How is Autism Diagnosed? Diagnostic Criteria for Autism
Autism is a not a specific disability but a spectrum. The signs and levels of autism vary from one child to the next. Therefore, it’s difficult to get an accurate diagnosis. If your child is on the higher end of the spectrum, they may go many years without a diagnosis.
There are lots of factors that go into a diagnosis of autism. In this article, we’ll explain some of the criteria that is used to diagnose a child with autism.
Before a doctor even considers the possibility of a diagnosis of autism, there is a checklist that he/she will go over. Some of the things on the checklist are as follows:
- Poor relationships with others
- Difficulty communicating
- Focusing on one thing for a long time
- Insisting on certain routines/rituals
If these signs are present, your child’s physician will want to further evaluate your child. They will question you, as well as anyone else that has close contact with your child. If your child is in school, the physician may send forms for the teacher/teachers to fill out. Once those forms are returned, the physician will compare them and find out if the results are similar. If all the results point to the same thing, the physician will consider further testing.
Additionally, you must keep in mind that children develop at their own pace. Some develop earlier than others and some develop slower than others. If a parent is concerned about their child not meeting their developmental milestones on time, they may discuss their options for further testing with their child’s physician. At this point, the physician will ask the parents some questions. If the answers point to autism, the physician will order further evaluations.
There’s not one specific test that can definitively say that a child has autism. There will be several appointments with a variety of medical professionals to rule out the possibility of there being another condition causing the issues your child is experiencing.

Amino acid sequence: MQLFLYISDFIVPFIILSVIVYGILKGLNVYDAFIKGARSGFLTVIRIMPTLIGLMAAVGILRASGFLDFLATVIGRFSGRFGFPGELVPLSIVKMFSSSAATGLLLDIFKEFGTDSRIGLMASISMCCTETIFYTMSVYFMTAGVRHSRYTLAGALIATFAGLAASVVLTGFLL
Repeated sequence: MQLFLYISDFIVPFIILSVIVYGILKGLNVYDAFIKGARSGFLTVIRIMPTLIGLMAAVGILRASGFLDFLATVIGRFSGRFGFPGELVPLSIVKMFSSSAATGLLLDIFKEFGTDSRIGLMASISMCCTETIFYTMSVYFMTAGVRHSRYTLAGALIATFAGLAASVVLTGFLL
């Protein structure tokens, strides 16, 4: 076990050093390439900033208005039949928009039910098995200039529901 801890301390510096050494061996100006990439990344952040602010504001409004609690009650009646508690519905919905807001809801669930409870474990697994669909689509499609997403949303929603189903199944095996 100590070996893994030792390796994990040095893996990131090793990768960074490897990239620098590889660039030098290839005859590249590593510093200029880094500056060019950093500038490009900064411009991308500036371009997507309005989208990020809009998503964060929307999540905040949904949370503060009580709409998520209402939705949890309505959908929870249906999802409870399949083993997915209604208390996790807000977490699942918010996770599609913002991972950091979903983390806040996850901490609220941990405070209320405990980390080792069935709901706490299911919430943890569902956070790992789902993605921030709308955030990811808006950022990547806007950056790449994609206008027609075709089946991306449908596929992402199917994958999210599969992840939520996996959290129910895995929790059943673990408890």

For example, if your child is late learning how to speak, they may be suspected of having hearing issues and once this is checked, the physician will move on to evaluate for autism. There are several other health conditions that can mimic the symptoms of autism. Children must be evaluated for other medical conditions before autism will be considered.
In order to be diagnosed with autism, your child will need to be evaluated by a team of medical professionals, including your child’s physician, a speech therapist, a psychiatrist, a psychologist, and a neurologist.
Once your child has been evaluated by each member of the team, they will meet and compare what they discovered. After that, the parents will be called in so findings can be discussed. If the diagnosis of autism is made, a treatment plan will be put into effect.
Each child will show different symptoms and levels of autism. Therefore, it may take longer to get a diagnosis for some children than others. However, once your child has been diagnosed, the most important thing is to begin treatment. The treatment plan you choose should make your child’s life much better. While there’s no cure, treatments will help to lessen the symptoms, helping you and your child cope with their new diagnosis.
This content is accurate and true to the best of the author’s knowledge and does not substitute for diagnosis, prognosis, treatment, prescription, and/or dietary advice from a licensed health professional. Drugs, supplements, and natural remedies may have dangerous side effects. If pregnant or nursing, consult with a qualified provider on an individual basis. Seek immediate help if you are experiencing a medical emergency.
© 2021 Krista Mounsey